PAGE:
Editorial: A hullabaloo over not much

Talk about much ado about nothing. Gov. Peter Shumlin — after a year-and-a-half marathon that saw him prevail in the Democratic Party primaries, win the general election, put together a transition team and set out an aggressive agenda as governor for the past 60-plus days in office — decides to take six days off to a Caribbean island he is familiar with and save the taxpayers a few bucks by not taking his security detail. To do that, he keeps his destination secret to all but a few, though obviously telling Republican Lt. Gov. Phil Scott he would be away and that he (Scott) was temporarily in charge.
While the governor is gone, Vermont gets a major snowstorm. Scott makes the decision to close down state government last Monday at the height of the storm, and everything works fine. No crises, no big deal. Gov. Shumlin even sends a message from the island of Dominica praising the work of state and town road crews, demonstrating that select members of his staff were in constant contact.
Why the hullabaloo in the media? Call it poor journalism.
Of all the things the media should be focusing on this session — job creation, raising educational outcomes, health care reform, balancing the budget through more spending cuts or tax increases, increased development of alternative energy, the fate of Vermont Yankee, expanding the western rail corridor, and a host of other issues — some in the media pounced on the governor’s decision for one reason: it’s a simple story to cover. Broadcast stations (especially television) can create an aura of drama and sensationalism around what they can allege is a “breach of the public trust” or some other concocted allegation of poor judgment and, presumably, raise ratings, all with no more depth of reporting than to wonder aloud why he didn’t tell us where he was. But covering the difficulty in improving school outcomes, or the abundance of power available in New England to replace that lost by Vermont Yankee, or any of the other major issues is a tough task. It takes time, graphics, multiple interviews — none of which work well in the 90-second to two-minute segments television news allows.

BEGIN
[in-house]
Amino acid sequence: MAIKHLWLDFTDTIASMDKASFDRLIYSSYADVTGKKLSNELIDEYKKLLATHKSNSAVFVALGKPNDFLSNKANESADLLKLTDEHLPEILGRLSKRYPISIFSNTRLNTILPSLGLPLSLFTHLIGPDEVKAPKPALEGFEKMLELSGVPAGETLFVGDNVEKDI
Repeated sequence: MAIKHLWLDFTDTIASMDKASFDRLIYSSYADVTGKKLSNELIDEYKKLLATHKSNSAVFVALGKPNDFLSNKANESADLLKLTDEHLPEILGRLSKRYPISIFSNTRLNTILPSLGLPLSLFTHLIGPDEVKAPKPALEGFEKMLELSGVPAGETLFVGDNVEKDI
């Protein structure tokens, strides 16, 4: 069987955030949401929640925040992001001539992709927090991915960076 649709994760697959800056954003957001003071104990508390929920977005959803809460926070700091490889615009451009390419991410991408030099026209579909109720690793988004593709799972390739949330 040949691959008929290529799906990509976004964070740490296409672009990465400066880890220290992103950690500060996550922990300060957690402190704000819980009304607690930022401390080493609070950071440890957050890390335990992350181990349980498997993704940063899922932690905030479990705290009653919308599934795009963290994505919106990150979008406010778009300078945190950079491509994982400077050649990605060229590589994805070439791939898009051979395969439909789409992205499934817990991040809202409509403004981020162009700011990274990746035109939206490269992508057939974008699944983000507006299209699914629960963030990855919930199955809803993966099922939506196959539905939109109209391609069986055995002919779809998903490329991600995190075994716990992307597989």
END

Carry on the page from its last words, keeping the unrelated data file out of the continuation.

But also ask yourself this: Is the fact the governor took a break relevant to any of the major issues facing Vermonters? Did vital work not get done (note that he timed his vacation to partially coincide with the Legislature’s break during the week of Town Meeting, leaving on March 3 and returning March 9)?
No, on both counts. The story was a media creation fueled by partisan speculation. It’s never difficult to get the opposing state party chairman to cast doubt on the candidate in power, if asked.
For rank and file Vermonters, however, our bet is that most residents fully support the governor slipping off for a quick break without costing state taxpayers an extra nickel. He might want to inform his security team next time just to put them at ease, but otherwise if the governor is comfortable being away on his own for the few days — at no cost to taxpayers — we applaud the change in tone and self-confidence. And we agree, with his own assessment, that the time off will make him “a better governor” for the rest of this session.

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